Sunday, December 12, 2010

Thoughts on Hayekian Subjectivism

In The Sensory Order F.A. Hayek suggests that "anticipation" is a central element to the sensory order (6.26, 6.27). This is in agreement with the thesis laid out by Jeff Hawkins in On Intelligence, commented upon here by Matt Ridley. What Hayek then goes on to say, though, is that attention is connected to disposition (6.28). That is, what we pay attention to is determined by our disposition -- which itself is partially inherited and partially learned/developed through experience. If this is true (and I think it is), then there are going to be differences to the extent to which we see, understand, and respond to the world.

Basically, Hawkins' thesis is that our brains send information to the senses, anticipating what they are going to experience. This is based on past experiences. If nothing changes, fine. But if there is a change in pattern, take notice. Now, what consistutes a "change in pattern"? If that is in part determined by disposition, then this is significant as far as the thesis that our subjective experiences are what are central to our decisions and to what is best for us. Indeed, what we would have would be our subjective dispositions, which develop in the interactions between our own individual genetic redispositions and our subjective experiences, create subjective anticipation of patterns. Even if we assume the patterns are themselves objective, if the anticipation of those patterns is subjective, then there is a certain selection bias necessarily at work (Nietzsche observed that when we read we typically only confirm our beliefs, no matter what it is we are reading -- making this a particular instance of what I am talking about here). Since we all have a selection bias, we cannot say for certain that our interpretation is the right one for anyone other than ourselves. This does not mean that everything is purely subjective and relative -- no, there are species-specific elements that result in everyone seeing things in similar ways (meaning there is species-specific selection bias). This allows us to be able to communicate at all -- as Hayek notes in his discussion of mutually shared symbols being necessary for communication (6.9, 6.10). But the subjective element also means that we will have our own particular interpretations -- and this also means there will be some miscommunication.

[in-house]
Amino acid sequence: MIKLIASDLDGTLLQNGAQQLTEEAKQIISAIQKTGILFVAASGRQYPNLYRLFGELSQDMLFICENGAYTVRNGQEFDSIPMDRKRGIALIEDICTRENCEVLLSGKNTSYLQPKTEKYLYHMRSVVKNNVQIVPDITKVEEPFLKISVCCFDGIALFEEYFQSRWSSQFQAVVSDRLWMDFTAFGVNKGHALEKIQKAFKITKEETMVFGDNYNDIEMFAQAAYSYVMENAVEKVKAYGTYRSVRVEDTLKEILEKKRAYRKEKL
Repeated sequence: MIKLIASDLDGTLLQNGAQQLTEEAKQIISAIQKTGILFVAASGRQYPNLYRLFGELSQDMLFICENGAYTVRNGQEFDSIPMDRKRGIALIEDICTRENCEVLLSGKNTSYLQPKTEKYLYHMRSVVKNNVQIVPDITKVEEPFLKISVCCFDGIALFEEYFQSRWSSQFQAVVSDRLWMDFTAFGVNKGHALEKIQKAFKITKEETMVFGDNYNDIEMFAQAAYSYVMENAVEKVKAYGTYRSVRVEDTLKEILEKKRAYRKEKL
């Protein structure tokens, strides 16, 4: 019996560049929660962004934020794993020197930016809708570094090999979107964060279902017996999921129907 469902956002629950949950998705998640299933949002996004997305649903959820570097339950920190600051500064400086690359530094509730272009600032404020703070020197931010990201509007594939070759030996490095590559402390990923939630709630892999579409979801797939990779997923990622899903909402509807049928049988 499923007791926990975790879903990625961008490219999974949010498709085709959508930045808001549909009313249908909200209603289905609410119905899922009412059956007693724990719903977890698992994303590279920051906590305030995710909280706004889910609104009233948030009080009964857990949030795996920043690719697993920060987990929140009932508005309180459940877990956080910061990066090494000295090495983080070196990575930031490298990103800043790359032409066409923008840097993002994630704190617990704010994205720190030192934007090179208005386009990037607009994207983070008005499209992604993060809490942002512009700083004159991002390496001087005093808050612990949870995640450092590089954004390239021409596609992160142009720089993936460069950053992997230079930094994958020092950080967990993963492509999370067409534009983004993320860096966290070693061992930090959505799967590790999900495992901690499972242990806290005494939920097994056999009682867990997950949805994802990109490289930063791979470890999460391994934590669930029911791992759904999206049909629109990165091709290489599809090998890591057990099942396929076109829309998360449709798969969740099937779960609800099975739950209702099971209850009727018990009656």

If all of this is true, then it becomes impossible to justify imposing one's own view of order on others. If attention to patterns is determined by disposition, and disposition is determined by a combination of genes and experience, then how indeed can you justify imposing your world view on me? At the same time, this does not negate the reality of species-specific dispositions that allow for enough similarities to allow for the existence of human universals and communication. This latter allows people to think that it is in fact legitimate to impose their own world views on others, as it allows them to overapply those commonalities.

It is interesting to note that either of the two extreme views -- the blank slate view, in which anything at all can be written on the human mind through proper education/experience, and the absolute commonality of experience -- allows people to believe that they can impose their world views on everyone. However, if people are combinations of species-specific and individual dispositions created through the combination of genes and experiences (resulting in limited neural plasticity), then there can be no such justification. Freedom exists in the borderlands between order and randomness yet again.
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